A Taste of Highlands Flora and Fauna

Posted in Mixed Nuts on September 15th, 2009 by MadDog
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I’m running out of time today, so I’m going to throw a bunch of images at you with little comment. These are from my recent trip to The Papua New Guinea highlands near Madang. The base at Ukarumpa (SIL) was familiar to me when my son was attending high school. We made the 466 kilometre round-trip every three weeks.

Here are some lilies in someone’s yard:

Lilies at Ukarumpa

Ukarumpa looks a lot like a little Kentucky town plopped down in PNG. Though it contains a variety of nationalities, it feels very American to me – no problem, if you like it. I prefer my surroundings a little less familiar and a little more exotic.

When I saw this little bush, I thought the leaves were pinkish. When I looked closer, I noticed that there were tiny red flowers between the bases of the leaves. On the flowers are tinier black bugs crawling around:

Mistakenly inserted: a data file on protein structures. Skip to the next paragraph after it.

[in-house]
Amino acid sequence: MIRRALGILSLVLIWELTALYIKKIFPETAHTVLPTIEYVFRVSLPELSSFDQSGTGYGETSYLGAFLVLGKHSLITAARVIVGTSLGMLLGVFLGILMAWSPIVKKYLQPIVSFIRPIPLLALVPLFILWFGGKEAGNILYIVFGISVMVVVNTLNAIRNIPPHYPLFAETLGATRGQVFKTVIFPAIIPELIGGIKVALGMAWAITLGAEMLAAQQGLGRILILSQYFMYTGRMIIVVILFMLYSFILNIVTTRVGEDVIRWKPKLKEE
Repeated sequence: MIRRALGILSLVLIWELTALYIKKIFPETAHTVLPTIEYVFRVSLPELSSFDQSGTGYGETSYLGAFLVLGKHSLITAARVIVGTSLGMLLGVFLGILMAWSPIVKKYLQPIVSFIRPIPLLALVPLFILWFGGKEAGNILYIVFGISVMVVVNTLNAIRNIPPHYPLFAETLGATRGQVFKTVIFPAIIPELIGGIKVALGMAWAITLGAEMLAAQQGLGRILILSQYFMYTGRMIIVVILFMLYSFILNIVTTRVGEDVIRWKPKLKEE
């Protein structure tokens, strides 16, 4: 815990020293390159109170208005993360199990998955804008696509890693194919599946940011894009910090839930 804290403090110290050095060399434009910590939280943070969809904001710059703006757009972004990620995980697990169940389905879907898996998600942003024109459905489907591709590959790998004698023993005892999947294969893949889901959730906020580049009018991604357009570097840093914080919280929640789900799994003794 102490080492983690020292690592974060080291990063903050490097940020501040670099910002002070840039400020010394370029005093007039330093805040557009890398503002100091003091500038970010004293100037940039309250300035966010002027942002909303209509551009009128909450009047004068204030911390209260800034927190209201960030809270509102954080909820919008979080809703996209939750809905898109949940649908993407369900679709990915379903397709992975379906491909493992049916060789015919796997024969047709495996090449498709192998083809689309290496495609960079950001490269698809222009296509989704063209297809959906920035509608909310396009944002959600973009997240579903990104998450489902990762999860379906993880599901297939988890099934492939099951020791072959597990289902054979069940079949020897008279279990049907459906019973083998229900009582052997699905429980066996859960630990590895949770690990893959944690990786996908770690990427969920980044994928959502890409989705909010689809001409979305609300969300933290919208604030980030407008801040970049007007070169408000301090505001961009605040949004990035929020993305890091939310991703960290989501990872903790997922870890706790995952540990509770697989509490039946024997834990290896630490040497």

Tiny red flowers at Ukarumpa

The entire image above is only about three centimetres.

Here is a nice yellow flower without much special appeal, except, if you look at the small white dot to the upper left of the centre you will see a scale insect: (click to enlarge)

Yellow flower with scale insect

These captured my attention for their intense colour. There was no sun when I took this shot. The colours were so bright that they overload the capacity of the camera. They nearly overload the capacity of my eyes also. Like the old Jerry Seinfeld joke, “You don’t stare at it, you get a sense of it and look away”.

Day-glow Orange flowers

Here is a nice, big, juicy yellow spider for you:

Big juicy spider

It was about the size of a golf ball, nowhere near as big as I’ve seen elsewhere. A hand-sized spider would not be unusual in the lowland rainforest.

What is interesting about this spider image is that you can see that it is ‘listening’ to its web:

Spider listening to its web

It holds a special web filament that is connected just so to the rest of the web. This filament transmits any vibrations of prey landing on the net to the spider’s ‘ear’ leg.

I threw a hapless ant into the web. You can guess the outcome.

I know. I should grow up.

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